Several major US universities are still violating a key clinical trial disclosure law, while others are moving towards full compliance, data compiled by the FDAAA Trials Tracker shows.
A look at the eleven US universities with the largest number of due trials shows that many US academic institutions have by now put into place policies, processes and systems that ensure that in future, clinical trials subject to the FDA Amendment Act will post their results. However, other universities have yet to put their house in order.
The worst performer in the cohort is Columbia University, which has only made the results of 14% of applicable trials available on the registry.
What can we learn from this data?
First and most obviously, this is a problem that can be fixed, as the front-runners with reporting rates of 100% clearly demonstrate.
Second, pressure works. Only a few years ago, the vast majority of US universities were breaching the law more often than not, but following public and political pressure, many institutions took steps to address the issue.
Third, more and sustained pressure is required to ensure that all American universities meet their ethical and scientific obligations to publish the results of all clinical trials, including trials not covered by the law. For patients and the scientific community, every trial counts.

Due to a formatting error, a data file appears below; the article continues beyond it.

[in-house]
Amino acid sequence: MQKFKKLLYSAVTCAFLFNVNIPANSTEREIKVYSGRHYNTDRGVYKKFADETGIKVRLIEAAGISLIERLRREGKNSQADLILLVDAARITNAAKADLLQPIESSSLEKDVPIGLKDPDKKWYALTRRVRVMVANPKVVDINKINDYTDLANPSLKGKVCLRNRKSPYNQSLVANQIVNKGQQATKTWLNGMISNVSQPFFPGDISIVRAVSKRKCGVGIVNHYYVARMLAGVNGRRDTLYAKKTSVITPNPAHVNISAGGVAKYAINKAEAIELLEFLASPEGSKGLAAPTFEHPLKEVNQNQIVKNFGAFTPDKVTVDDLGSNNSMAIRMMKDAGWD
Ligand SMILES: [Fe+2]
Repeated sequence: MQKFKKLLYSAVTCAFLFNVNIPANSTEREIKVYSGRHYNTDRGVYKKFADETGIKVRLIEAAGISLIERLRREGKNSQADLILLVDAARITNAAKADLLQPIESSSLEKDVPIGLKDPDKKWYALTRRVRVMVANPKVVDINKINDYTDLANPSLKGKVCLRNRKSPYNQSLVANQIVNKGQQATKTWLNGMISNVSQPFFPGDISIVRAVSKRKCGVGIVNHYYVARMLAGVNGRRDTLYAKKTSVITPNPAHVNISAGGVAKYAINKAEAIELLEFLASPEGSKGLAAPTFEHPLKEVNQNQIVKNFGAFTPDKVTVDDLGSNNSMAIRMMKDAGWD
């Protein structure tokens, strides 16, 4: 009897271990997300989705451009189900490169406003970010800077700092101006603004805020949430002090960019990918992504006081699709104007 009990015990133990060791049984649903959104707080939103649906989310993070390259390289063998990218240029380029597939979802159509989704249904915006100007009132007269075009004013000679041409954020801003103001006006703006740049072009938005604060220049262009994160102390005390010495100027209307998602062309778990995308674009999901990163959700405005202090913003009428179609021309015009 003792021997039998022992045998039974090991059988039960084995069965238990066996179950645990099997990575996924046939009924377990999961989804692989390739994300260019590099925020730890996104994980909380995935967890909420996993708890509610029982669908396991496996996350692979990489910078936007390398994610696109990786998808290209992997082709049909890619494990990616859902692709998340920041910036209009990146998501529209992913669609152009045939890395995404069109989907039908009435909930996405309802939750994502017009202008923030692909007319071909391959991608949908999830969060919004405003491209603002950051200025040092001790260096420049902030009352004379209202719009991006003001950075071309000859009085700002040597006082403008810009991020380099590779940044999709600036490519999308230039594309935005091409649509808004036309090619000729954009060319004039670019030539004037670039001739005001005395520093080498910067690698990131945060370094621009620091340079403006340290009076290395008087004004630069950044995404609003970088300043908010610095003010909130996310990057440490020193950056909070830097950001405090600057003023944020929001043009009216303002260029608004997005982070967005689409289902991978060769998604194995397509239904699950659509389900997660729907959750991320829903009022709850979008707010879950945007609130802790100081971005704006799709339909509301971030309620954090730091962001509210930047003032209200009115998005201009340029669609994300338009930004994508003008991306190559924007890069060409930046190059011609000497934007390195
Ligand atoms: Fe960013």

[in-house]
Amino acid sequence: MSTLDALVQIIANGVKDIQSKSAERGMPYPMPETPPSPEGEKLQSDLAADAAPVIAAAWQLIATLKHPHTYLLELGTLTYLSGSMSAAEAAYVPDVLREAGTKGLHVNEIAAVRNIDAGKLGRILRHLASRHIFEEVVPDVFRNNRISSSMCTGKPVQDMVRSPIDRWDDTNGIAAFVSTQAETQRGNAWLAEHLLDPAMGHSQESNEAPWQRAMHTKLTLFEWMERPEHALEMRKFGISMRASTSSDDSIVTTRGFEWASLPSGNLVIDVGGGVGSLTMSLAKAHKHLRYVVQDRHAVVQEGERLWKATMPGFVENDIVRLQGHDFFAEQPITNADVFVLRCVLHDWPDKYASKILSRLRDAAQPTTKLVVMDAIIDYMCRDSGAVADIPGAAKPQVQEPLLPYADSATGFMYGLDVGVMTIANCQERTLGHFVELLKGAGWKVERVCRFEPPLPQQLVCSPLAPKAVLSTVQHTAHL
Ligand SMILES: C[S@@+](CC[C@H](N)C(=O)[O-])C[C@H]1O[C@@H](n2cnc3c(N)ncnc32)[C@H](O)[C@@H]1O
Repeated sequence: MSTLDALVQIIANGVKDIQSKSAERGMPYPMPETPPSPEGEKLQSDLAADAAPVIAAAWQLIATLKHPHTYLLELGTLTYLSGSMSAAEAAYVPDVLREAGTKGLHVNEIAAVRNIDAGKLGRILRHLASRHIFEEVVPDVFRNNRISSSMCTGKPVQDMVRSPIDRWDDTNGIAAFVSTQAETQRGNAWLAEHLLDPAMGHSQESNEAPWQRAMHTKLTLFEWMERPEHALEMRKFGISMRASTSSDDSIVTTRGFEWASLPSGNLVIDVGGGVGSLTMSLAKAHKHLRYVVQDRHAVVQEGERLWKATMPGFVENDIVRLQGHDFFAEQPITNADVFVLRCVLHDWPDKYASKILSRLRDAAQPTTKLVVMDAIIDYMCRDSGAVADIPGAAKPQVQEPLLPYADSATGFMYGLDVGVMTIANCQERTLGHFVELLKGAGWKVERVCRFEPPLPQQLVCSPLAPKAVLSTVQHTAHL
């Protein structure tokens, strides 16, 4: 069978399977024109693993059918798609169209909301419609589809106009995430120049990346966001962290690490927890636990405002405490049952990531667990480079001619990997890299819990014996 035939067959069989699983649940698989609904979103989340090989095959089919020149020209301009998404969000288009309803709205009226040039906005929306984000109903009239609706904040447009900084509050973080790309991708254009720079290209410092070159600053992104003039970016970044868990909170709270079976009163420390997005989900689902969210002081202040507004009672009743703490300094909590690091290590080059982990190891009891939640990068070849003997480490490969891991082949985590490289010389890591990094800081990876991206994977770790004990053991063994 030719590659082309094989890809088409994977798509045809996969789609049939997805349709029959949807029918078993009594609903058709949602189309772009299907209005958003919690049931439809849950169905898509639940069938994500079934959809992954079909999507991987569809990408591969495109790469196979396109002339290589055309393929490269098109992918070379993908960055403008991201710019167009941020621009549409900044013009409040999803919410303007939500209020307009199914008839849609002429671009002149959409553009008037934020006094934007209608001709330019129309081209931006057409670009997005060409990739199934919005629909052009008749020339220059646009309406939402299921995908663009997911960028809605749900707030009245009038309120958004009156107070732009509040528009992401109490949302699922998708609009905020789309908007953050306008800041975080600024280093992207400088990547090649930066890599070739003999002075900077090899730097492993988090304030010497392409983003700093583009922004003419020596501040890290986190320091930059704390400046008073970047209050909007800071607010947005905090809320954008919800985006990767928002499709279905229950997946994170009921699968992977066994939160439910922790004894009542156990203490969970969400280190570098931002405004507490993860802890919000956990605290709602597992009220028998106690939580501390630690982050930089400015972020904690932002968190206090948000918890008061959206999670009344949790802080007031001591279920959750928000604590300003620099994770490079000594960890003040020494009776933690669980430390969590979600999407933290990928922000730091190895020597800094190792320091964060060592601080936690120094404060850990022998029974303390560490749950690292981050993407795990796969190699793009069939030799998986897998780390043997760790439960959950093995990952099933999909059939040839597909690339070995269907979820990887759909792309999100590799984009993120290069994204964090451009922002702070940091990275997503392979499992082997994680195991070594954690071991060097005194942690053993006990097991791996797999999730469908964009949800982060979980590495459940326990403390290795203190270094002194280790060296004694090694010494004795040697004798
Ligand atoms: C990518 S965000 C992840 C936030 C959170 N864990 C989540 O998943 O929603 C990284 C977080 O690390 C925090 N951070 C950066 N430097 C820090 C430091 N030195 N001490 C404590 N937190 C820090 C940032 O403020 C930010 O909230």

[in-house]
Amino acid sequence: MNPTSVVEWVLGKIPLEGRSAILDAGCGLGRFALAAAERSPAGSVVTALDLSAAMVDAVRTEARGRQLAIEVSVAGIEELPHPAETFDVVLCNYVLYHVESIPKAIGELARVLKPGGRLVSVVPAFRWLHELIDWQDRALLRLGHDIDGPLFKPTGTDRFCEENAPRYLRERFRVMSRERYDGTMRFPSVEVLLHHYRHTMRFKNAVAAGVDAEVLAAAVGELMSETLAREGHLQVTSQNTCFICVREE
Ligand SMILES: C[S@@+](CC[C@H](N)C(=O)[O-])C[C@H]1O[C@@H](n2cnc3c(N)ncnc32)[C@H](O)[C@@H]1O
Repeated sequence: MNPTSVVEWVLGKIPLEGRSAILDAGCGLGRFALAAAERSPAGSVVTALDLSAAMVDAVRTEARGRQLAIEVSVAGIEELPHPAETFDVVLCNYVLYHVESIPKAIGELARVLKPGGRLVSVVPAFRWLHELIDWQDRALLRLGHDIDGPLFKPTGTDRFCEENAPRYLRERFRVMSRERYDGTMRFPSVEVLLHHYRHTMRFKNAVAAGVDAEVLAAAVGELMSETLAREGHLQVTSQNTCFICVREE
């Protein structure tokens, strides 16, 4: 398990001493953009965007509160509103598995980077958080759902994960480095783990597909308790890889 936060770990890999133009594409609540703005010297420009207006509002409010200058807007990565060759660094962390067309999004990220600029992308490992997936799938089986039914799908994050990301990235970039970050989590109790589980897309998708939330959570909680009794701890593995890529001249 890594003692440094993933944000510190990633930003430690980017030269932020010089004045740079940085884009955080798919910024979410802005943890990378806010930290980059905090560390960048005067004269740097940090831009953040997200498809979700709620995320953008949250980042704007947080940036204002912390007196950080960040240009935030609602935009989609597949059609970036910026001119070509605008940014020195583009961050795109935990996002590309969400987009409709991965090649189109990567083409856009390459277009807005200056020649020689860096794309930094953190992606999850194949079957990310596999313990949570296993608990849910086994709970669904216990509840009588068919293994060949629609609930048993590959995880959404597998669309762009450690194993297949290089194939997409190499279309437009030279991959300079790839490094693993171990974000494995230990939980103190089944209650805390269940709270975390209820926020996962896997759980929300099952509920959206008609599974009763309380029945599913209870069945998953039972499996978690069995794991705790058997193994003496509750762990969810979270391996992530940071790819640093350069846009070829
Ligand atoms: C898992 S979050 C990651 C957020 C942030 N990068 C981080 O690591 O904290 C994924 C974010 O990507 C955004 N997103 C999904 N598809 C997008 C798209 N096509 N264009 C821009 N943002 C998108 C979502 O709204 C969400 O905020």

To date, the FDAAA Trials Tracker has tracked the reporting status of 1,172 clinical trials subject to Food and Drug Administration Act disclosure requirements. Out of these, 682 have failed to post results on Clinicaltrials.gov within 12 months of trial completion as required by that law. The FDA could by now have imposed nearly $390 million in fines, but has so far not collected a single cent.
The figures cited above do not include trials completed before 2017, or trials that fall outside the scope of FDAAA, for which reporting rates aare typically far lower. In parallel with strengthening their systems for reporting the results of recent trials, some universities have also begun systematically clearing their backlogs of older unreported trials. A forthcoming TranspariMED study will document the impact of these laudable efforts.
Outside the United States, the picture is likely to be far worse.
TranspariMED is not aware of a single major European university that has achieved full compliance with European Union disclosure regulations. Some UK universities have failed to post a single trial result on the European registry, and others still do not even know how many trials they sponsored in the first place.
Please see the top study here for more information on clinical trial transparency and why it is so important. Universities interested in strengthening their policies and improving their performance can find useful guidance on the website of the Clinical Trials Registration and Results Reporting Taskforce.